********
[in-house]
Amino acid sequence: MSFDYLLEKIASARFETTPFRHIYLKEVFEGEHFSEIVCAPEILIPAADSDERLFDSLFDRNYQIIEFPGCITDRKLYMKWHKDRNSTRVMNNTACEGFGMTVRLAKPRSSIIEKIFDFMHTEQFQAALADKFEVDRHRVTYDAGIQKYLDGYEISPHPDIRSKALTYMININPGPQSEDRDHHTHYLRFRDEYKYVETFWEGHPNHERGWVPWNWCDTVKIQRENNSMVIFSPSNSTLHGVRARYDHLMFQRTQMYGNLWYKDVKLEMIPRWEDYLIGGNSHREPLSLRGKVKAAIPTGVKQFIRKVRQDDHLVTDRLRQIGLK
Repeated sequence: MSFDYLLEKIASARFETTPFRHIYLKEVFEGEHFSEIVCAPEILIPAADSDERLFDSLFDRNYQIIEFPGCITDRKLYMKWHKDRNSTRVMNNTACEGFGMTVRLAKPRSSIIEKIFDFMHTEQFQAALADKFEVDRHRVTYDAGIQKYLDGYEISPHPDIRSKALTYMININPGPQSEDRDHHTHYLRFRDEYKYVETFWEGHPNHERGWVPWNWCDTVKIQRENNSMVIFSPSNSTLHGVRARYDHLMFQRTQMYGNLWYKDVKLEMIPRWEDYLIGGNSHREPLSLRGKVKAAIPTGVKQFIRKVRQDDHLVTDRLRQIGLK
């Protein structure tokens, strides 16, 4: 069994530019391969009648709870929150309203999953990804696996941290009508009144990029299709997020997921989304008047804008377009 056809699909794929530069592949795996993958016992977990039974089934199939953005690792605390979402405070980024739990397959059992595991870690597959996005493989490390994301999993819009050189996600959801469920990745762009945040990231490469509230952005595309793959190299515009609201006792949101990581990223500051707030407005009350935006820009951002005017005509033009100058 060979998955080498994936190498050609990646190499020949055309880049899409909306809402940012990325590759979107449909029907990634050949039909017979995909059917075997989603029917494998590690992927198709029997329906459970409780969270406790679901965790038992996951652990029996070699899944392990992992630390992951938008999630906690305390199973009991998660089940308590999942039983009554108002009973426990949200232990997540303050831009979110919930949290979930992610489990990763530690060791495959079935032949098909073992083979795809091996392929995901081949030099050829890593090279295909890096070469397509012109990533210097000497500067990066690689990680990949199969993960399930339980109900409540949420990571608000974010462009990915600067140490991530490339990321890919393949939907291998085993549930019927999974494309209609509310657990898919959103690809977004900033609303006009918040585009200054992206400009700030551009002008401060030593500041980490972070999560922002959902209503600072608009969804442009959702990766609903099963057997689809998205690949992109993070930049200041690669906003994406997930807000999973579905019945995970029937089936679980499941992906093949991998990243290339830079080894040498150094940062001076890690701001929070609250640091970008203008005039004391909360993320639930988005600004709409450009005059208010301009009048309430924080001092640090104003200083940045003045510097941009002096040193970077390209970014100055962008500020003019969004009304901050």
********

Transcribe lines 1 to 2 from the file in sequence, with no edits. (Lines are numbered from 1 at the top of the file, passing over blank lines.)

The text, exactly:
[in-house]
Amino acid sequence: MSFDYLLEKIASARFETTPFRHIYLKEVFEGEHFSEIVCAPEILIPAADSDERLFDSLFDRNYQIIEFPGCITDRKLYMKWHKDRNSTRVMNNTACEGFGMTVRLAKPRSSIIEKIFDFMHTEQFQAALADKFEVDRHRVTYDAGIQKYLDGYEISPHPDIRSKALTYMININPGPQSEDRDHHTHYLRFRDEYKYVETFWEGHPNHERGWVPWNWCDTVKIQRENNSMVIFSPSNSTLHGVRARYDHLMFQRTQMYGNLWYKDVKLEMIPRWEDYLIGGNSHREPLSLRGKVKAAIPTGVKQFIRKVRQDDHLVTDRLRQIGLK